Adjunct instructors at California’s community colleges have won significant new workplace rights — though not as many as they seemed poised to gain initially — under legislation signed last week by Gov. Jerry Brown of California.
The first of two bills signed by Governor Brown, Assembly Bill 1690, had been so sweeping in its list of new adjunct rights at the colleges that it prompted worries that it might infringe on local governance of such institutions. The second measure the governor signed, Senate Bill 1379, nullified some of the more ambitious elements of the Assembly’s bill to overcome the governor’s objections to it.
Taken together, the two measures require all of California’s community-college districts to negotiate with their part-time faculty members collective-bargaining agreements guaranteeing seniority rights and regular evaluations. Those community colleges that fail to comply can be denied state funds from a program designed to promote their students’ success.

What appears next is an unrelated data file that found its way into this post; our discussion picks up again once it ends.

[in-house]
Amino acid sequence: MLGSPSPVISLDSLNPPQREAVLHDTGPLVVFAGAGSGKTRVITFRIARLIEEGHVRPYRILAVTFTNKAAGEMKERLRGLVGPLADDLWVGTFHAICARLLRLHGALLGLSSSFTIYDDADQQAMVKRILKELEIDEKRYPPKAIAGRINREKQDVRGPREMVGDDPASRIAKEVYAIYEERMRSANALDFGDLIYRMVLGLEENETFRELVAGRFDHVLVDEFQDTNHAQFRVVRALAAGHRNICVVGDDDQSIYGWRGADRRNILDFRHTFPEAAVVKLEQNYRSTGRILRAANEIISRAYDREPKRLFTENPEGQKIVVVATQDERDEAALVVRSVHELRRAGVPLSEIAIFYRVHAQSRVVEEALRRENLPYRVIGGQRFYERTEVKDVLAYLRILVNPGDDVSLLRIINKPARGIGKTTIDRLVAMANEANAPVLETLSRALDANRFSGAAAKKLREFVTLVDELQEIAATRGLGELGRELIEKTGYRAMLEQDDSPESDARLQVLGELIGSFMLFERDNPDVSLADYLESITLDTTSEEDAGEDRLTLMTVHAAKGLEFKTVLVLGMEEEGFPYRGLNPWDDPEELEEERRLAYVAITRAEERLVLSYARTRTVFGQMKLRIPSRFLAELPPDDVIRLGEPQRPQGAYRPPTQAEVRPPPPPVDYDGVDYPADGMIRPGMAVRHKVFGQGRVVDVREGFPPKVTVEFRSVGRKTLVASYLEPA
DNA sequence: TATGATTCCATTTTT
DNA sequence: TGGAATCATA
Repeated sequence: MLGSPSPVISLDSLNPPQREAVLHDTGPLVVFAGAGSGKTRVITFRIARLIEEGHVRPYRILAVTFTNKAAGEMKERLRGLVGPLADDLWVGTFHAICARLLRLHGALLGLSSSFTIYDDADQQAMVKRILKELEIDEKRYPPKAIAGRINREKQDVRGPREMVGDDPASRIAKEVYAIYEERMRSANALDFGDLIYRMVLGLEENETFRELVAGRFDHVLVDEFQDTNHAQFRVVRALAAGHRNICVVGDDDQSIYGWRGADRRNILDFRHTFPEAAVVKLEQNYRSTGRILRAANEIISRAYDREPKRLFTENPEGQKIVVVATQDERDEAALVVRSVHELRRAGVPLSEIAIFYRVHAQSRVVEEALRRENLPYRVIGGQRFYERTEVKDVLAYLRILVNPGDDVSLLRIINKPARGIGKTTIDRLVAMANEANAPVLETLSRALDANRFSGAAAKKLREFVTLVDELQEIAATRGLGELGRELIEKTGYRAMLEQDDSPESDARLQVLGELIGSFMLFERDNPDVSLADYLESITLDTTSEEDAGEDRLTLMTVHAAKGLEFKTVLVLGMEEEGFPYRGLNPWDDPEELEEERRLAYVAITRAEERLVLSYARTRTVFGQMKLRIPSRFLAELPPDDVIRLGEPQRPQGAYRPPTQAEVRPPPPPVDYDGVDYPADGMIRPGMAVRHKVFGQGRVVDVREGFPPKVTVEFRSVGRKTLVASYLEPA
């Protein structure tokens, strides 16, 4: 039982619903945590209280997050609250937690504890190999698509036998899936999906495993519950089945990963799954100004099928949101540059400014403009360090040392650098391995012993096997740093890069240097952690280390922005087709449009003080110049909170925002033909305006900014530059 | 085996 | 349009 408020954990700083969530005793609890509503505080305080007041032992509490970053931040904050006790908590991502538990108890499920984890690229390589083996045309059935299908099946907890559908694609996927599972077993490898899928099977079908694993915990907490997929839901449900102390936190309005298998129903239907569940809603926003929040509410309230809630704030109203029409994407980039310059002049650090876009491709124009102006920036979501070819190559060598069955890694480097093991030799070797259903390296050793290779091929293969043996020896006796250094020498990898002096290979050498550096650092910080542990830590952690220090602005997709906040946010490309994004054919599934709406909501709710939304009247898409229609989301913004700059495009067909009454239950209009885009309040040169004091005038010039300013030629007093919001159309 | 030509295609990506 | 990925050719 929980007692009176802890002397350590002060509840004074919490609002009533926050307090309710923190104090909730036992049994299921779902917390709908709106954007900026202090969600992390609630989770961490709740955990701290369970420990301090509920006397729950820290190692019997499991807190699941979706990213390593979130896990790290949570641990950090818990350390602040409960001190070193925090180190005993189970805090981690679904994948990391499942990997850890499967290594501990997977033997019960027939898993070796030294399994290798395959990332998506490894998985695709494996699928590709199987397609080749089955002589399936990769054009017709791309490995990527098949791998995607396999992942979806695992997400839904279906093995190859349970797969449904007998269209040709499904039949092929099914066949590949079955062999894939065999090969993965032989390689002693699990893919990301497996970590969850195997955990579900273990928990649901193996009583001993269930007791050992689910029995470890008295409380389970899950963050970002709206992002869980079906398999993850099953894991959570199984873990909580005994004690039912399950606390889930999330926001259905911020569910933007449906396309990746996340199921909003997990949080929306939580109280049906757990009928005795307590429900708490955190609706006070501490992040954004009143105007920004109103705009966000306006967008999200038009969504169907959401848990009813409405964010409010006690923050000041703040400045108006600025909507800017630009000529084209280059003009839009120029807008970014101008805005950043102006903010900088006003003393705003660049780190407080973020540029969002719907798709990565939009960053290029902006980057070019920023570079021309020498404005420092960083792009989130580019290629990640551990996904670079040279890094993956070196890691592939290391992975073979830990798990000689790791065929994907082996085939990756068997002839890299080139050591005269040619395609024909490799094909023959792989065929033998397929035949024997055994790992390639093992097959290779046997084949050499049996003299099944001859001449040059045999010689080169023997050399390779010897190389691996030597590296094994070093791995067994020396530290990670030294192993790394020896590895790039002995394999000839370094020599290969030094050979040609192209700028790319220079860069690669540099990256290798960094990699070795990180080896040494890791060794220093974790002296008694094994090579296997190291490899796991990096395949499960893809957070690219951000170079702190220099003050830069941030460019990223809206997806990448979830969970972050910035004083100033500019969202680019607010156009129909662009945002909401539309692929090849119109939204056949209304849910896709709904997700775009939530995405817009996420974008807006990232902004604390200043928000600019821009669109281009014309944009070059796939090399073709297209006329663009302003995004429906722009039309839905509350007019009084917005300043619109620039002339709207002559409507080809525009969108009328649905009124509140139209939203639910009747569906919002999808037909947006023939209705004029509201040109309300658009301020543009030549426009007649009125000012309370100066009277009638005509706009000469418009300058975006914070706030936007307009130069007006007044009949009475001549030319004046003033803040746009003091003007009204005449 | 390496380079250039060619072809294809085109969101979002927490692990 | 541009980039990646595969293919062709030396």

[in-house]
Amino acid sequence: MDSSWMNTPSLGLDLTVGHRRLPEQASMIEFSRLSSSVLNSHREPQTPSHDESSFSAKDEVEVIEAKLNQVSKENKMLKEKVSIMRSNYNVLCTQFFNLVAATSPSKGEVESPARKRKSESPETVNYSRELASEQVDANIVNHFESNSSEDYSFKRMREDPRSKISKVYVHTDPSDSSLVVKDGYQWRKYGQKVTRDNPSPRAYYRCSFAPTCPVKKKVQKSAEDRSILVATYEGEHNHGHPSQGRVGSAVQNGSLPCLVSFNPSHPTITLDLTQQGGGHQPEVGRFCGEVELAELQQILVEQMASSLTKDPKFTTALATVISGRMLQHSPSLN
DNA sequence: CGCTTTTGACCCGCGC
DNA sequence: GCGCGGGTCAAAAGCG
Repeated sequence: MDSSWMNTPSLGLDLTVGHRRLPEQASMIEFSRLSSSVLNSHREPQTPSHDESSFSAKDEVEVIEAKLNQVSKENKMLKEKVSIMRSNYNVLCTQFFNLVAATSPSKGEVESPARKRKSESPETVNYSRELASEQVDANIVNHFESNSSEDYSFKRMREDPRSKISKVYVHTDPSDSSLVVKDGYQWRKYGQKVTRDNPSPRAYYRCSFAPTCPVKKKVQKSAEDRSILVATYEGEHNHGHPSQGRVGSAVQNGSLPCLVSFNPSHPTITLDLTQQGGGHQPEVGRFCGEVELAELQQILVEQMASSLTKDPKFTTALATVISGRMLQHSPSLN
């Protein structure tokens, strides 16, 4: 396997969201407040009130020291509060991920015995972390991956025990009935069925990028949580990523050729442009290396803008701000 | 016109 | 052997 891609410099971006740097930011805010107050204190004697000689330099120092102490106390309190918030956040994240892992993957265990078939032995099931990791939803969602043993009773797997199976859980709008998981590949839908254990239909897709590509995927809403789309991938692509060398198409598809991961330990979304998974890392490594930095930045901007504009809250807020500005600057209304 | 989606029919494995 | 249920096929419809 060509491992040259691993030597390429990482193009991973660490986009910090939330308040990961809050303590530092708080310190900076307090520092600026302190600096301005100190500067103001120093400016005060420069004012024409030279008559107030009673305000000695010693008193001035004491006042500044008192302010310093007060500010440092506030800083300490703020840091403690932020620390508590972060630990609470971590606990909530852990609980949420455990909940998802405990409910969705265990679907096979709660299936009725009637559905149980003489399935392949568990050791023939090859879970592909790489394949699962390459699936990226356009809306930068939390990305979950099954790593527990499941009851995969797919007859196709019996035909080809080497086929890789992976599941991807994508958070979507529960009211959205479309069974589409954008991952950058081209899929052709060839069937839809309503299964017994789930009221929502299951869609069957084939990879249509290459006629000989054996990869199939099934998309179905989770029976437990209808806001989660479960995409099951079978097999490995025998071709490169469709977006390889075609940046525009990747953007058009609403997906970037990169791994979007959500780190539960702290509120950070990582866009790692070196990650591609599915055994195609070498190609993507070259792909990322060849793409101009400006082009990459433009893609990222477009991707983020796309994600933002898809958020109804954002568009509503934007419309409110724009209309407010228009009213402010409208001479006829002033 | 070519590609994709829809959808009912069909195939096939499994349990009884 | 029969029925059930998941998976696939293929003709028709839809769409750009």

Adjunct instructors won’t, however, gain some of the job protections that the Assembly’s bill sought to assure them. Those included a right to getting a semester to make improvements in response to unsatisfactory evaluations, a right to have seniority be a factor in determining how many classes they can teach, and rehire rights kicking in automatically after six semesters of satisfactory evaluations.